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walmart content’ ‘interactive 250 develop partnership million eko

Walmart to Develop ‘Interactive Content’ With $250 Million Eko Partnership
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https://www.thewrap.com/walmart-to-devel...rtnership/        Walmart to Develop ‘Interactive Content’ With $250 Million Eko Partnership
W*E Interactive Ventures will create content viewers where viewers can choose the plot direction

Sean Burch | October 11, 2018 @ 11:38 AM      Walmart announced Thursday it’s partnered with Eko, a New York-based startup specializing in “interactive storytelling” that allows viewers to choose the direction a show or commercial takes, to develop new digital content.

“The content, which could include a range of offerings, from cooking shows to interactive toy catalogues, will go beyond the basic personalization available today, allowing viewers to participate in and shape stories as they are being told,” Walmart said in its announcement. “The result will be an experience unique to each participant, creating more engaged and emotionally-connected audiences.”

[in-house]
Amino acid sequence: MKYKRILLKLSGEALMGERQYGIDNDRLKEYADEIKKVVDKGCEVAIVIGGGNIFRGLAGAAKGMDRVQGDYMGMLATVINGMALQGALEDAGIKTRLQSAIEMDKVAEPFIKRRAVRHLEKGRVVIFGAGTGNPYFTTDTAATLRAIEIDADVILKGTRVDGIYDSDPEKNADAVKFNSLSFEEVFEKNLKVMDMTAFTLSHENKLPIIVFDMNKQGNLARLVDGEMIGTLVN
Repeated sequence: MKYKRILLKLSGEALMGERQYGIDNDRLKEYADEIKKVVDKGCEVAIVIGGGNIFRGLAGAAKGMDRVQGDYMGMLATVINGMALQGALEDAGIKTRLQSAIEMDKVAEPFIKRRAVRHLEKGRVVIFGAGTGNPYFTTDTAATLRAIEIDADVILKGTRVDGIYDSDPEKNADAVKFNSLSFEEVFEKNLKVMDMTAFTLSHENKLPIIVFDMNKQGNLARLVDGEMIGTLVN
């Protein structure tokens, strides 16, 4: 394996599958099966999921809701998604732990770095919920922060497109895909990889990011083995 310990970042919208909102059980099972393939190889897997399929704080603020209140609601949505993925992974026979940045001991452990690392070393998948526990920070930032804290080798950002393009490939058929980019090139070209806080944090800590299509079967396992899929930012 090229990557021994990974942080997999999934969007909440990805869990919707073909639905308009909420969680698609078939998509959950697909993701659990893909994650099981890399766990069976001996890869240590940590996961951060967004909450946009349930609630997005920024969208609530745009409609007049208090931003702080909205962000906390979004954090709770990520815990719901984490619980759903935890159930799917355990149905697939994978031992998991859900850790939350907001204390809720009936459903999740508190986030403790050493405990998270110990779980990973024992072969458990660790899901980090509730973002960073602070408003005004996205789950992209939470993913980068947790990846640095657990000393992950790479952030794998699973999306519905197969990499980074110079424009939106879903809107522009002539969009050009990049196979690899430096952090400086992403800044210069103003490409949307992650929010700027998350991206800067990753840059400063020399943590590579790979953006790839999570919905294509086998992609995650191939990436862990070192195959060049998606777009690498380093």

The bet on the nascent choose-your-own path industry is a big one for the retail giant: Walmart is putting $250 million into its Eko partnership, dubbed W*E Interactive Ventures, according to the New York Times.

“We are not trying to become a studio,” Scott McCall, a Walmart senior vice president for entertainment, toys and seasonal told the Times. “It is our hope that we will work with studios to reimagine what new content looks like.”

The Eko partnership comes as Walmart is increasingly looking to take on its chief rival, Amazon, not only in retail but in entertainment. Walmart has been weighing the launch of its own Netflix-like streaming service for $8 per month, along with a free service that would be supported by ad revenue.

Earlier this week, Walmart signed a deal with Metro Goldwyn Mayer to produce content for Vudu, its video-on-demand service that’s made few waves since Walmart acquired it in 2010. Despite its flurry of deals, though, Walmart isn’t willing to put billions of dollars into content, according to Reuters — something streaming heavyweights like Netflix, Amazon, and even new entrants like Apple are now doing annually.
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